Effectiveness of workplace social distancing measures in reducing influenza transmission: a systematic review

    “The economic impact of the next influenza pandemic in the United States, in the absence of vaccination and other mitigation measures, has been estimated to be $71 to $166 billion [2].”

    Got that? The next pandemic could cost us ~$120 billion. So pray tell me, how did we get from there to “actually no the pandemic would have been many times more expensive and because we shut everyone down, it saved $5.2 trillion?”

    Thanks in advance.

  9. Are models ever really scrutinized? I don’t mean on blogs like this one, I mean on an official policy level.

    That is, are there any recent examples of:

    -A policy decision being made based on a model.
    -That model turns out to be catastrophically wrong
    -The people who made the policy decision criticize the model and admit that it led them to make bad choices.

    and ideallly

    -A new model is created which fixes the flaws of the old model and is actually accurate.

    The closest I’ve seen is for the incorrect models to get quietly get swept under the rug and replaced by new models which make predictions that justify the exact same policies that the old ones did. The only difference in the new models is that they are updated to match new information.

    As far as I can see the “self-correcting science” idea for models is a fantasy, it doesn’t happen in the real world.

    And yes, having a catastrophically inaccurate model is worse than having none at all. There are two reasons for this. First, if a model is bad enough it can lead to worse predictions than random guessing. Second and more importantly the existence of a model gives false certainty to policy makers and the public.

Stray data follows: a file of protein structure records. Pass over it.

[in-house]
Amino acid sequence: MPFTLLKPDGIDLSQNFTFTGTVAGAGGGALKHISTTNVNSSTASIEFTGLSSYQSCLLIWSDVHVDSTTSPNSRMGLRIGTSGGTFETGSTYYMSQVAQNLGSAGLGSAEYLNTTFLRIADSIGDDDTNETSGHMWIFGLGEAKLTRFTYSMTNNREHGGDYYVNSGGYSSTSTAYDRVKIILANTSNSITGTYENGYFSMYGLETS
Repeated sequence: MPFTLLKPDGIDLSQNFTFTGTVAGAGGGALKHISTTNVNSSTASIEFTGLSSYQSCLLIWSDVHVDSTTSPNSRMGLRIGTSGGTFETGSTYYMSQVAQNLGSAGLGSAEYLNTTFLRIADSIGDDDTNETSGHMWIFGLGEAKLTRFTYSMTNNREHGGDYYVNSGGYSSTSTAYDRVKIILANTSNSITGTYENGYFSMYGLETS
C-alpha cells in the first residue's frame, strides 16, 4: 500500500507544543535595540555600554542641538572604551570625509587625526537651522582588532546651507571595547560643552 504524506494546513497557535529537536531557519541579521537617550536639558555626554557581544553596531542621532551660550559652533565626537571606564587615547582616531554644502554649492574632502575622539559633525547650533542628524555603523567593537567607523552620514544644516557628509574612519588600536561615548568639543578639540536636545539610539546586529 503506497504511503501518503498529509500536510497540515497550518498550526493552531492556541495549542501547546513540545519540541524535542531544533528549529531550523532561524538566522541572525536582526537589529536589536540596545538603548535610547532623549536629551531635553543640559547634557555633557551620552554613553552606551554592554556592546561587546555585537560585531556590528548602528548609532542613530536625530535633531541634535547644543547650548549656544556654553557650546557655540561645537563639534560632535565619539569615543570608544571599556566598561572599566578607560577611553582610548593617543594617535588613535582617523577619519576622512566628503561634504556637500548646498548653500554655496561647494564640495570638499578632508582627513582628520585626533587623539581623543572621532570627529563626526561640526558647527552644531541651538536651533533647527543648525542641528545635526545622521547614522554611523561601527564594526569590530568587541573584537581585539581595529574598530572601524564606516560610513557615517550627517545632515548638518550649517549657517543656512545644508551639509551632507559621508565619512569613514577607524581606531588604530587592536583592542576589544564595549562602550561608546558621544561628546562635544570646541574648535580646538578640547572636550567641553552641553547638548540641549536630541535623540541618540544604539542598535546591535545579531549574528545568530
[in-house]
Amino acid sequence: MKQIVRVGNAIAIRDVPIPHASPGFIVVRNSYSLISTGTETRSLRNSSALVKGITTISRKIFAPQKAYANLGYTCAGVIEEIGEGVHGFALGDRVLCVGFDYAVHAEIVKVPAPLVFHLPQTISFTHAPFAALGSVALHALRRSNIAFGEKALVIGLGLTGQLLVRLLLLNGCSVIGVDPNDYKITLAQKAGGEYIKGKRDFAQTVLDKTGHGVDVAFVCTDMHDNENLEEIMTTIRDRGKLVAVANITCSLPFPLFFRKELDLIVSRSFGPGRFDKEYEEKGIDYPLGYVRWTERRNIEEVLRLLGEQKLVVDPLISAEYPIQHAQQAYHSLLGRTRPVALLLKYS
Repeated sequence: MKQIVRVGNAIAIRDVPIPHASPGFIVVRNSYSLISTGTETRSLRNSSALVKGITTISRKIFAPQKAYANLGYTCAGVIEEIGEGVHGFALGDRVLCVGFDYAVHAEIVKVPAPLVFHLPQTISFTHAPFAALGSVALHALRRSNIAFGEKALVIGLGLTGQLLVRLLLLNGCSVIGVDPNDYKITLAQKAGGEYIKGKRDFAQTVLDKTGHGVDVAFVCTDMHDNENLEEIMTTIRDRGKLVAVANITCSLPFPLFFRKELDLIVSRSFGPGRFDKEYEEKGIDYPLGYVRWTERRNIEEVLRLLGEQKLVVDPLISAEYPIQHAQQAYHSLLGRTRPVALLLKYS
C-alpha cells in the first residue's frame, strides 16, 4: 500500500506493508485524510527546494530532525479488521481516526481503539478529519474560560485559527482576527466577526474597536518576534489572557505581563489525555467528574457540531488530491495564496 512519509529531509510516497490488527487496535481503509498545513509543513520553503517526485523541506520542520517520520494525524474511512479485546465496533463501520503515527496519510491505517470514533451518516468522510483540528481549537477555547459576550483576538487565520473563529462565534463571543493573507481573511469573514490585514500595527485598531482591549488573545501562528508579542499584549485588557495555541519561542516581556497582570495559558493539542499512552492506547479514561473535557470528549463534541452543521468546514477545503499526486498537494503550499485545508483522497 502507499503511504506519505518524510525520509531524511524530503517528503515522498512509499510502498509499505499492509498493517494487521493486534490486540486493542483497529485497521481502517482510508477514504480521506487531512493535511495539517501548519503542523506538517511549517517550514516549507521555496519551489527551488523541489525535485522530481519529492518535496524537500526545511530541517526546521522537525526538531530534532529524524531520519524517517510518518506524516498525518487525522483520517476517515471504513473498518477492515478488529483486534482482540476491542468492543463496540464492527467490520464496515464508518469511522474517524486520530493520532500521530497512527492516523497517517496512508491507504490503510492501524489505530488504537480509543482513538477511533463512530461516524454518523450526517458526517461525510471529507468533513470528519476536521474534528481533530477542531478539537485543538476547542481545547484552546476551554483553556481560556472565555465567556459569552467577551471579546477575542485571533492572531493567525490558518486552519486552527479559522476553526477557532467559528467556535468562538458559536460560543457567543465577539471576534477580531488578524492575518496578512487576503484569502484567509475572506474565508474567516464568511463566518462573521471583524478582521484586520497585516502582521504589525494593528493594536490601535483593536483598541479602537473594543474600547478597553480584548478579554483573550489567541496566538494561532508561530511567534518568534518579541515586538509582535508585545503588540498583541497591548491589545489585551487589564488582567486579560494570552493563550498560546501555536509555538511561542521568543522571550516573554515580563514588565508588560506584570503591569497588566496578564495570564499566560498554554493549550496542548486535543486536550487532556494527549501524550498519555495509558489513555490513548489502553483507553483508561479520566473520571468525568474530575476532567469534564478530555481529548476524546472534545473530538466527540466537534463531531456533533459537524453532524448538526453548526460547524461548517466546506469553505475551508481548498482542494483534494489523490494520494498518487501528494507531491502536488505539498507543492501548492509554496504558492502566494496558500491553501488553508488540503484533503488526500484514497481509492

10. The funny thing is we can actually determine the number of lives lost through Planned Parenthood. By the same calculation, the cost of this organization continuing must be horrendous.

  11. David Burns
    “The faulty analysis here is you don’t make cost-benefit analysis after the fact. ”

    Why the hell not?! Knowing whether you made a good decision or a bad one is a good tool for improving future decisions. I say, do cost/benefit analysis at every turn!

    “At that point anyone can say it would have cost anything.”

    I mean… sure. But writing those assumptions down (i.e., a model) is a one way to curb the urge to cook the books.

    My point remains: your gripe is with execution, not strategy. The problem isn’t models per se (or even post hoc modeling). It’s *bad* modeling.

  12. We don’t need no stinking models next time around. Whatever we did in 1968 … just do that. Adjusted for population, we lost many more Americans than from Rock Star Virus. We fought a war. We sent men around the Moon. We weathered executions. We played baseball. And the economy roared along. And though I was just eleven, I think I would have remembered pervasive mask-shaming.

  13. “And yes, having a catastrophically inaccurate model is worse than having none at all. There are two reasons for this. First, if a model is bad enough it can lead to worse predictions than random guessing. Second and more importantly the existence of a model gives false certainty to policy makers and the public.”

    Having no model is not an option. You WILL make decisions, and those decisions imply something about the model you are using. Your choice is between being explicit about your model or not.